Written by Javier Mercado
Coin collectors look at coins and see more than just money. For collectors, they are works of art that express the culture and celebrate a nation’s milestones. Just like you, each of these coins has a story to tell.
Beyond the gold and silver exterior, collecting coins fill life with interest and inspiration. People preserve these coins to serve as keepsakes and memorials. Some even keep them as talismans. So, for anyone interested enough, this pastime can quickly become a passion.
- 1 The Value of Canadian coins
- 2 How Canadian Currency Evolved
- 3 Different Types of Canadian coins that are worth money
- 4 Things to Consider when Collecting Coins
- 5 Know the Worth of your Canadian Coins
The Value of Canadian coins
In 2019, the George Hans Cook Collection of Canadian Coinage auction presented a complete collection of Canadian coins ever assembled. The auction offered some of the most significant and rarest Canadian coins in existence.
Here is the list of the most rare and valuable Canadian Coins:
|Coin||Mint Year||PCGS Grade||Price (CAD)||Comments|
|50 cents||1921||MS-66||$319,890||Next top value: $159,945|
|50 cents||1890||MS-65||$261,000||Type 1890H|
|Gold Sovereign||1916||MS-66||$2,500||Type 196C|
#1 – 1911 One Dollar piece (CAD 735,000) – PCGS SP-64 Pattern
There are only two silver examples known of this Canadian coin dollar, with only one of these in private hands. Proof Positive Coins Ltd. and Gatewest Coins Ltd. purchased the other on August 15 at the ANA World’s Fair of Money in Chicago from the George Hans Cook Collection. In January 2003, at a previous auction sale of this coin, a $1 Canadian coin was sold for approximately CAD 1,066,000.
#2 – 1936 one cent (CAD 415,272) – Dot PCGS SP-65
The only three known examples of this coin were formerly held for 35 years by John Jay Pittman, from 1961 to 1996. George Cook acquired the highest grade one (SP-65) in 2010. He then sold it at the ANA World’s Fair of Money in Chicago for an auction held by Heritage Auctions. The same coin was sold in January 2010 for CAD 410,000 from the Belzberg Collection.
#3 – 1921 50 cent piece (CAD 319,890) – PCGS MS-66
These are the “King of Canadian Coins.” It is believed there remains fewer than 200 fifty cent coins from this batch. Two coins (MS-66 and MS-63+) were sold at the ANA World’s Fair of Money for CAD 159,945. On November 22nd, they sold another at the Scribner Auction Ltd. auction for CAD 65,550.
#4 – 1890H 50 cent (CAD 261,000) – PCGS/ICCS MS-65
Only three coins of this batch are in MS condition. Among the Victoria fifty cents in high-grade condition, the 1890H 50 cents is the rarest, and the Canadian Numismatic Company sold it during the Public Torex Auction. Another coin (MS-64), a survivor of the renowned Heaton Hoard discovered in 1974-1974, was sold in January 2010 by the Heritage Auctions for CAD 157,000.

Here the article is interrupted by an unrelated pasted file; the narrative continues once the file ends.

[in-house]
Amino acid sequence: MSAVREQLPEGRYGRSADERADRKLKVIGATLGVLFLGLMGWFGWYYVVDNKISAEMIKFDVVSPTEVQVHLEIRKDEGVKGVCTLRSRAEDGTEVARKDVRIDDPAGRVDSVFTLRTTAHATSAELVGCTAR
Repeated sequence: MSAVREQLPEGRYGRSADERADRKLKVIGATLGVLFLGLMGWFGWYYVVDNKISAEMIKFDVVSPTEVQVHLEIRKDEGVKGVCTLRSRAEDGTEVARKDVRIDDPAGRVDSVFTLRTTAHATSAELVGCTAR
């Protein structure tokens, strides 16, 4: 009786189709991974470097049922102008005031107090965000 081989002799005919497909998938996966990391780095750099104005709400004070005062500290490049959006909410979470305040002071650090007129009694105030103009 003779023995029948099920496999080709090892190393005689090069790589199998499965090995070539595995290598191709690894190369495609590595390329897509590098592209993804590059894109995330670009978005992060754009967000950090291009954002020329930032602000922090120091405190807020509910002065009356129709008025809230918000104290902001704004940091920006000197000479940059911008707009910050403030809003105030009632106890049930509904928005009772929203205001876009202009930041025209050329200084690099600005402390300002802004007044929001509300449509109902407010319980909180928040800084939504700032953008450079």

#5 – 1916C Gold Sovereign (CAD 207,636) – PCGS MS-66
In 1916, 6,111 of these Canadian gold coins were produced. Four were sold at auction in 2019. Then, on January 7, 2019, an NGC MS-61 sold for CAD 30,324.00. A PCGS AU-55 went for CAD 28,750.00 on March 22, 2019. On August 15, 2019, a PCGS MS-66 was sold CAD 207,636.00. Lastly, on September 15, 2019, a PCGS MS-63 was won for CAD 38,332.80.
How Canadian Currency Evolved
Just like the history of settlement in Canada, the history of money in Canada sprung from its indigenous roots. European influences infused with indigenous roots created a unique system that unifies the country from coast to coast.
Before the arrival of the Europeans, indigenous Canadians already utilized the barter system. They exchanged valued furs, copper, and other precious metal-made objects. During the 1600s to 1800s, indigenous Canadians had wampum belts, which consisted of tubular shell beads of white and dark purple. Each bead varied in size at around two inches and were strung together after polishing, cleaning, and molding each bead. Initially, these belts were ceremoniously presented to warriors, given as gifts, or offered to mark treaties. However, these beads became a part of a monetary system with the arrival of the Europeans. Upon seeing its significance to the natives, Europeans began mass-producing wampum in workshops by the mid-1800s.
France had a significant role in the evolution of currency in Canada. New France issued the first paper money in the form of playing cards, due to a lack of coins. In 1685, these cards were released for public consumption after the governor cut and signed each. These were exchanged with cash whenever a French ship arrived. However, the card system confused people, so it ended the following year.
US dollars and Spanish coins were also commonly traded during the early days of Canada. Up to this day, US dollars are still widely used, with many stores having cash registers with USD settings to easily accept US dollars. Spanish coins were especially prevalent in Newfoundland. Before it joined the Confederacy, the Newfoundland dollar was more of a descendant of the Spanish dollar than the British pound sterling. Because of this, the Newfoundland dollar was valued slightly higher than the Canadian dollar.